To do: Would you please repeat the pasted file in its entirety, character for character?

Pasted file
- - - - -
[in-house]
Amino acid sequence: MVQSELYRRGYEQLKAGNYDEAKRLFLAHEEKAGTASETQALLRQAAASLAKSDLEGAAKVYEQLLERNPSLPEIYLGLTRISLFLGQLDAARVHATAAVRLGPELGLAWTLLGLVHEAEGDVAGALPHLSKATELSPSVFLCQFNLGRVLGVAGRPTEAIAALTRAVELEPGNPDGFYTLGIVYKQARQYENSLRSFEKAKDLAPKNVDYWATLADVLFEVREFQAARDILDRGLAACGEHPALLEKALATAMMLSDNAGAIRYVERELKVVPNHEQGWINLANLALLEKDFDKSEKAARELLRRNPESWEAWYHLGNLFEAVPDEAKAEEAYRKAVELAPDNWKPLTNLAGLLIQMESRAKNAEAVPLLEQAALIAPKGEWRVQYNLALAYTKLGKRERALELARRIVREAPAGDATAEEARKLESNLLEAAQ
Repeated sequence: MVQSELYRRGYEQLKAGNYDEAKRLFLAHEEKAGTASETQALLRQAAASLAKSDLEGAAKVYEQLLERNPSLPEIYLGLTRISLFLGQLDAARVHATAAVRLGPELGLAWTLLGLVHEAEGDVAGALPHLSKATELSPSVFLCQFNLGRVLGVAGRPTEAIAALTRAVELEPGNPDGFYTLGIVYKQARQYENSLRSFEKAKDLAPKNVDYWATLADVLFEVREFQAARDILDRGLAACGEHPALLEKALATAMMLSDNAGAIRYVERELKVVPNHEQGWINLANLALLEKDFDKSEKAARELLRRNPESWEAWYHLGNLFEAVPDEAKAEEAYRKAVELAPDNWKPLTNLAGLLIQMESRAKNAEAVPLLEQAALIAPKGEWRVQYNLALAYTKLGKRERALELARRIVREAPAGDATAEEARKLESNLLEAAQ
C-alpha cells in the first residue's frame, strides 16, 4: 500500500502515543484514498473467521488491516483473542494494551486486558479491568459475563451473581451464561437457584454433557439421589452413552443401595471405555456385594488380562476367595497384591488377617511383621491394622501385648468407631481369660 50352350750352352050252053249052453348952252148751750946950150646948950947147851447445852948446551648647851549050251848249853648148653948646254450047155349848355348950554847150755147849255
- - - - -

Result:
[in-house]
Amino acid sequence: MVQSELYRRGYEQLKAGNYDEAKRLFLAHEEKAGTASETQALLRQAAASLAKSDLEGAAKVYEQLLERNPSLPEIYLGLTRISLFLGQLDAARVHATAAVRLGPELGLAWTLLGLVHEAEGDVAGALPHLSKATELSPSVFLCQFNLGRVLGVAGRPTEAIAALTRAVELEPGNPDGFYTLGIVYKQARQYENSLRSFEKAKDLAPKNVDYWATLADVLFEVREFQAARDILDRGLAACGEHPALLEKALATAMMLSDNAGAIRYVERELKVVPNHEQGWINLANLALLEKDFDKSEKAARELLRRNPESWEAWYHLGNLFEAVPDEAKAEEAYRKAVELAPDNWKPLTNLAGLLIQMESRAKNAEAVPLLEQAALIAPKGEWRVQYNLALAYTKLGKRERALELARRIVREAPAGDATAEEARKLESNLLEAAQ
Repeated sequence: MVQSELYRRGYEQLKAGNYDEAKRLFLAHEEKAGTASETQALLRQAAASLAKSDLEGAAKVYEQLLERNPSLPEIYLGLTRISLFLGQLDAARVHATAAVRLGPELGLAWTLLGLVHEAEGDVAGALPHLSKATELSPSVFLCQFNLGRVLGVAGRPTEAIAALTRAVELEPGNPDGFYTLGIVYKQARQYENSLRSFEKAKDLAPKNVDYWATLADVLFEVREFQAARDILDRGLAACGEHPALLEKALATAMMLSDNAGAIRYVERELKVVPNHEQGWINLANLALLEKDFDKSEKAARELLRRNPESWEAWYHLGNLFEAVPDEAKAEEAYRKAVELAPDNWKPLTNLAGLLIQMESRAKNAEAVPLLEQAALIAPKGEWRVQYNLALAYTKLGKRERALELARRIVREAPAGDATAEEARKLESNLLEAAQ
C-alpha cells in the first residue's frame, strides 16, 4: 500500500502515543484514498473467521488491516483473542494494551486486558479491568459475563451473581451464561437457584454433557439421589452413552443401595471405555456385594488380562476367595497384591488377617511383621491394622501385648468407631481369660 50352350750352352050252053249052453348952252148751750946950150646948950947147851447445852948446551648647851549050251848249853648148653948646254450047155349848355348950554847150755147849255